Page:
Sri Lanka economic Ministers step out to marketplace to quell rumors

Published in Economy & Commerce
Minister of Industry and Commerce Rishad Bathiudeen (second from right) with Finance Minister Ravi Karunanayake (second from left) inspect wholesale rice samples during their surprise inspection visit to the 5th Cross Street, Pettah on the morning of 7 April. Minister of Industry and Commerce Rishad Bathiudeen (second from right) with Finance Minister Ravi Karunanayake (second from left) inspect wholesale rice samples during their surprise inspection visit to the 5th Cross Street, Pettah on the morning of 7 April.
  • Rishad, Ravi K in surprise inspection visit to Sri Lanka’s wholesale epicentre  
  • Directed for inspection by HE President & PM
  • Facilitated by the powerful EFCITA
  • “No shortages, two month of stocks already here’-Rishad
  • ‘Unscrupulous traders trying to disrupt-Ravi K
  • ‘Imported rice is of higher quality!’-EFCITA’s Fernando

As the Sinhala and Hindu new year season loomed closer, top Ministers in charge of economy and trade jointly stepped out to the marketplace on 7 April, quelled consumer market fears and debunked speculations of any looming shortages. They also promptly re-assured the Lankan consumers of uninterrupted food, commodity and essential supplies during the forthcoming New Year season.

“Rice stocks have increased and sufficient stocks are now available in the market for the next two months” announced Minister of Industry and Commerce Rishad Bathiudeen on the morning of 7 April in Pettah market, Colombo. Minister Bathiudeen was speaking to the press after his inspection tour of retail and wholesale distributors of Colombo wholesale market epicentre at 5th Cross Street, Pettah on the morning of 7 April, joined by Finance Minister Ravi Karunanayake. The unannounced inspections were facilitated by the powerful Essential Food Commodity Importers and Traders Association (EFCITA) on the directions of HE the President Maithripala Sirisena, Prime Minister Ranil Wickremesinghe and the Cabinet Sub-Committee on Cost of Living. EFCITA is the silent giant dominating the essential imports to local retail market-in that, the 223 strong EFCITA membership across the country handle more than 95% of essential commodity imports on its own.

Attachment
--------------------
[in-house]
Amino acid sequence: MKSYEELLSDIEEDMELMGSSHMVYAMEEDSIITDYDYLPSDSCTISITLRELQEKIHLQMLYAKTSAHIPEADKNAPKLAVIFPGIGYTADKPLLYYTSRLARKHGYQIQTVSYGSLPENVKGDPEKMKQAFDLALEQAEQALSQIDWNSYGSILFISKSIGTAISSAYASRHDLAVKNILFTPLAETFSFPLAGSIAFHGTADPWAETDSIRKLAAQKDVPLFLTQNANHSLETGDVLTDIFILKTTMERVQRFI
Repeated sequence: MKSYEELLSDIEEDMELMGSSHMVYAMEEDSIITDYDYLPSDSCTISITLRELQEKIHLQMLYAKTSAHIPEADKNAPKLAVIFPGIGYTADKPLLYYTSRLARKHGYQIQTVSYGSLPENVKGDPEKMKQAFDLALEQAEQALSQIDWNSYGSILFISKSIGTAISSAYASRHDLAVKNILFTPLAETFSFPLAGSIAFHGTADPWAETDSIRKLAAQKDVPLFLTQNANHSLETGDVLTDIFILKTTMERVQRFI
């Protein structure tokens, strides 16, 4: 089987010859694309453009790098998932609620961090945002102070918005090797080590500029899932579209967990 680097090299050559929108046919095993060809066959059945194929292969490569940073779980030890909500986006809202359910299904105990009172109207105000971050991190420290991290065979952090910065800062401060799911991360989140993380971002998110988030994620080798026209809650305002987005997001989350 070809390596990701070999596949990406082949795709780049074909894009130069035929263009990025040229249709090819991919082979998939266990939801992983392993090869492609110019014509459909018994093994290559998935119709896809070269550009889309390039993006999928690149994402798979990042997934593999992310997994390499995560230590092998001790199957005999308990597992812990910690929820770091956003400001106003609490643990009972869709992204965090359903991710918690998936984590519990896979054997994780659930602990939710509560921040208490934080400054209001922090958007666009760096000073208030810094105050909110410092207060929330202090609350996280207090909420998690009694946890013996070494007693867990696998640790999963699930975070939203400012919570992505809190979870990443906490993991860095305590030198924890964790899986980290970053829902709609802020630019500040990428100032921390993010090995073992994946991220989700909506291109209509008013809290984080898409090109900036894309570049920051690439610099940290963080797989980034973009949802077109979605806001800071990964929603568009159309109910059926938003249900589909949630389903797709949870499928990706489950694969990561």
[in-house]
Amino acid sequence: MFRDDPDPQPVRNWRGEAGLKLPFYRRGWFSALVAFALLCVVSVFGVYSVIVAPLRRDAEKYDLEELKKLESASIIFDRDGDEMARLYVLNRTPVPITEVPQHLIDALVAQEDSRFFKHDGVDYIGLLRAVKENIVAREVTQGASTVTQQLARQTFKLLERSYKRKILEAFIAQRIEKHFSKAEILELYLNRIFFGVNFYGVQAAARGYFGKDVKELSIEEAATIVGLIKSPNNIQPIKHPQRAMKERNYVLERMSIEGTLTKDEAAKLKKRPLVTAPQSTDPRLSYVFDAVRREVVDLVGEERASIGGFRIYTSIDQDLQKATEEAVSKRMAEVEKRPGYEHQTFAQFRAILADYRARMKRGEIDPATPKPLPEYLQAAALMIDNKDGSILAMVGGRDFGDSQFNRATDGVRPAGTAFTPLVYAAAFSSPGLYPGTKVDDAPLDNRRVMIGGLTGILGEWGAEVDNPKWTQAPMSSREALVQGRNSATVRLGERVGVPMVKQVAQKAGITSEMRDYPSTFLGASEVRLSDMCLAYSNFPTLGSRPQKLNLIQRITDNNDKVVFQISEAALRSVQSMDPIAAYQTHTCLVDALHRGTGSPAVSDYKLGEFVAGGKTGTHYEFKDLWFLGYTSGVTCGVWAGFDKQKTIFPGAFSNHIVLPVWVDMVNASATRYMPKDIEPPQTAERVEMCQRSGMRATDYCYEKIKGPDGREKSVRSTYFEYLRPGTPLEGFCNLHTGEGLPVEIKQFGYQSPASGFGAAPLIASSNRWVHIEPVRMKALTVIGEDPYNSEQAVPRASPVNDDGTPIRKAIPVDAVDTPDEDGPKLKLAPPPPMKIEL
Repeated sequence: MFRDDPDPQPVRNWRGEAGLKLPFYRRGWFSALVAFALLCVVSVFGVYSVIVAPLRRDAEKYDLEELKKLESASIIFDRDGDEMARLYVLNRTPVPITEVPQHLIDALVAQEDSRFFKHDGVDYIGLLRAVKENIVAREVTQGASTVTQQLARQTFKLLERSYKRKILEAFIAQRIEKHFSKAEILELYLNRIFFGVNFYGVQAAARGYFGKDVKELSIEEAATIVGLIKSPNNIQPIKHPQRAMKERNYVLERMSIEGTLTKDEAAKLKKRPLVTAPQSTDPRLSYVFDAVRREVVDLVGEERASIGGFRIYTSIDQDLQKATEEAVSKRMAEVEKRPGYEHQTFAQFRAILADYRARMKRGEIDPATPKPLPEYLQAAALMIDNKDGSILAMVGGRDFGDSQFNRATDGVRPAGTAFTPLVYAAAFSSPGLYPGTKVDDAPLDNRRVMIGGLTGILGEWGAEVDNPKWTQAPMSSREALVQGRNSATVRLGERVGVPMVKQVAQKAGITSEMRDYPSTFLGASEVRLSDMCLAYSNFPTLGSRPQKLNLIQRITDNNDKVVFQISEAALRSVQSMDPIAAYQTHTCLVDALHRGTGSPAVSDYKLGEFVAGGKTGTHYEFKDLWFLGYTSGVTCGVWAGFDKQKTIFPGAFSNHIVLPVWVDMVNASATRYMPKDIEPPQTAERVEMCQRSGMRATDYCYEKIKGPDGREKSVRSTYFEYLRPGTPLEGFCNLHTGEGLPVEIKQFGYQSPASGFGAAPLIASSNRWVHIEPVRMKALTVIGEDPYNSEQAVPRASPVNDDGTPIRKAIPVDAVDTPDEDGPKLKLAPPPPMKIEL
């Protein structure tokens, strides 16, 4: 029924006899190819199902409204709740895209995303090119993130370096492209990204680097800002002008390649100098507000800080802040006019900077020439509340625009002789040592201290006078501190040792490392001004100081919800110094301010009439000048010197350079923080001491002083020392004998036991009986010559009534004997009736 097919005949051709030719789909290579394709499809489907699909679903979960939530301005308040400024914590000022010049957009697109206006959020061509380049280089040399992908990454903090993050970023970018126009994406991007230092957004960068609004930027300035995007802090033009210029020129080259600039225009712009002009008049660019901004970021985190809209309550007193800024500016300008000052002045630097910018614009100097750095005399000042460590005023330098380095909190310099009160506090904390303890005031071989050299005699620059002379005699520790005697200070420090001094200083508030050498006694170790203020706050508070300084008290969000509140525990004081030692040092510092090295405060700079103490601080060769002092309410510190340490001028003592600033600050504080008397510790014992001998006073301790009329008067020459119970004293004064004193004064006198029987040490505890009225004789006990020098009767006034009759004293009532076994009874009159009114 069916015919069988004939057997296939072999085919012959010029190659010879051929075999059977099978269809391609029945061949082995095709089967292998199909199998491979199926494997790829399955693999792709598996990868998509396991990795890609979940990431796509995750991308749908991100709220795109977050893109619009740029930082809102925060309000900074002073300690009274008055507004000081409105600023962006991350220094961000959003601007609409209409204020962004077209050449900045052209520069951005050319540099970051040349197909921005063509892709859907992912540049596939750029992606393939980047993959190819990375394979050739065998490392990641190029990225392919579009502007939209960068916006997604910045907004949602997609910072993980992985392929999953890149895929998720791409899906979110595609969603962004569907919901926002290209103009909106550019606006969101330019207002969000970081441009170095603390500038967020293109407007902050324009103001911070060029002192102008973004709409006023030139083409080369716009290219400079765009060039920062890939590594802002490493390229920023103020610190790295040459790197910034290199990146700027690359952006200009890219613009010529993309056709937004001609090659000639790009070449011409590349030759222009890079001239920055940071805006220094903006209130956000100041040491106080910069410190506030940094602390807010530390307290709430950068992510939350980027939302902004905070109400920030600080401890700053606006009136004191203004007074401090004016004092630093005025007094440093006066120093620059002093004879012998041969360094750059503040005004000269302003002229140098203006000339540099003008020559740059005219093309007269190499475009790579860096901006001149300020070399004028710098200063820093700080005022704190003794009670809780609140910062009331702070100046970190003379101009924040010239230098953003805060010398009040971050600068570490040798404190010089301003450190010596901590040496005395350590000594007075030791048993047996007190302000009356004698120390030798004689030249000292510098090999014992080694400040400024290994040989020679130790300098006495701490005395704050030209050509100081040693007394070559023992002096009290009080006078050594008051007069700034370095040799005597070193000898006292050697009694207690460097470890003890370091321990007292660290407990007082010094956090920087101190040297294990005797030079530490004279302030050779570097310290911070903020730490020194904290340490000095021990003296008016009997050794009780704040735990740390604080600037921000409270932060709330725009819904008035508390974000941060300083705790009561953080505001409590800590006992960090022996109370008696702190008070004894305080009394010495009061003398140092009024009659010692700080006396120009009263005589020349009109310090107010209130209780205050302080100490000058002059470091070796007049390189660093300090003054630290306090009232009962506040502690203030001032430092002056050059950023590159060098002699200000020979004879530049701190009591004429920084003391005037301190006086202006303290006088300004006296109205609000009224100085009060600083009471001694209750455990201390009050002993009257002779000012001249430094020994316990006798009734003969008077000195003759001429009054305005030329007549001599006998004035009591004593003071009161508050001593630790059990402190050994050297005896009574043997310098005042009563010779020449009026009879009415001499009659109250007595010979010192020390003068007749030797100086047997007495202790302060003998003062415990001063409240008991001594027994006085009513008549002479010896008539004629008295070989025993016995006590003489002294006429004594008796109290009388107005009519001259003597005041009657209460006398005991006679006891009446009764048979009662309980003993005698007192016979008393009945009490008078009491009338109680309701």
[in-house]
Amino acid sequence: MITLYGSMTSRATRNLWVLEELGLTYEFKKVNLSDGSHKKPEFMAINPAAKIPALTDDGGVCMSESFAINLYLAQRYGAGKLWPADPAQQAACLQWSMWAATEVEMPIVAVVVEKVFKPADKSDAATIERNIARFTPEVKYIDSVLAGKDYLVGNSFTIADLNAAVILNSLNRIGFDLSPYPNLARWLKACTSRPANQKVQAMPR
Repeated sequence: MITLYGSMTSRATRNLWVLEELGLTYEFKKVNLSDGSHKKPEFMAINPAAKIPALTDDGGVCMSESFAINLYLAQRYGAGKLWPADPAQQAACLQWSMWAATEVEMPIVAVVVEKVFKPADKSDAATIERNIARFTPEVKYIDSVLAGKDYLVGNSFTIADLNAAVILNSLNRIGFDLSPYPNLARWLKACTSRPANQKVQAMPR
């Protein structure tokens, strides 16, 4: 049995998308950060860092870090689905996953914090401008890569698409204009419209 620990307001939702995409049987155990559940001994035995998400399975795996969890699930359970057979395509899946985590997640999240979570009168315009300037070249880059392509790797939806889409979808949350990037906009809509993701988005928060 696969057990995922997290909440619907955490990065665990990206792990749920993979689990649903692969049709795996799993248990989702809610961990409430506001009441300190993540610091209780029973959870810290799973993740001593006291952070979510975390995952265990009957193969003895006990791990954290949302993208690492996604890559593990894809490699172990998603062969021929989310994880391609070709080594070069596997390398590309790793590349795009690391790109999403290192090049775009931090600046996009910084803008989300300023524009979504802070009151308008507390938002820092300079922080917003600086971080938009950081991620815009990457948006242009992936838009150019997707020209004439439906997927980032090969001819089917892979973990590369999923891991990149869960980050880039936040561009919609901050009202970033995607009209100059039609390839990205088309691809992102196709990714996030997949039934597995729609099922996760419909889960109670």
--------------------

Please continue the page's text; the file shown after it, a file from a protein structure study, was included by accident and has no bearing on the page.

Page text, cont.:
“We find that there are more than enough supplies of all essential items” said Minister Bathiudeen and added: “Rice stocks have increased and sufficient stocks are now available in the market for the next two months. In fact rice is sold less than government’s MRPs in this open market. Here we found a kilo of Nadu at Rs 68 and white rice at Rs 60 at wholesale prices. We can assure that there will be no shortages. There are attempts by some errant traders and market manipulators to cash in on season’s demand. They are spreading false rumours of shortages, to hike prices during the season. They are errant and legal action will be taken against such violators, if detected.” 

“We are here on the instructions of HE the President Maithripala Sirisena and Prime Minister Ranil Wickremesinghe. As you can see with your own eyes, there are no shortages. The stories of shortages are rumours and are spread by unscrupulous elements” voiced Finance Minister Ravi Karunanayake.

Spokesman of EFCITA Hemaka Fernando said that unscrupulous elements are trying to cash in on the season by creating artificial shortages, which is illegal. “What Minister Bathiudeen just said is correct-in that there are stocks of all essential items lasting more than two months in the country. Also wholesale prices are much lower. For example, we expect sugar price to increase as the season gets closer, but this year, sugar prices are falling. A kilo of sugar which was at Rs 103 last week today only sells at Rs 98.”

Speaking of the health quality of imported rice, EFCITA’s Fernando asked how it could be so and alleged certain elements and some local millers behind this. “Unscrupulous elements including some rice millers have created fear about imported rice saying its harmful which is false-every grain of rice commercially imported to Sri Lanka is inspected closely by Customs, along with phytosanitary and fumigation certifications. Only imported rice entering our market has such strong certifications. How can such rice be harmful to health?”

The items identified by the government as “essential” are chicken meat, red dhall, designated rice types, spratts, chickpeas, green grams, canned fish, white flour, white sugar,  full cream milk powder,  B onions, potatoes, dried chillies, dried fishes, Maldive fish and Sustagen.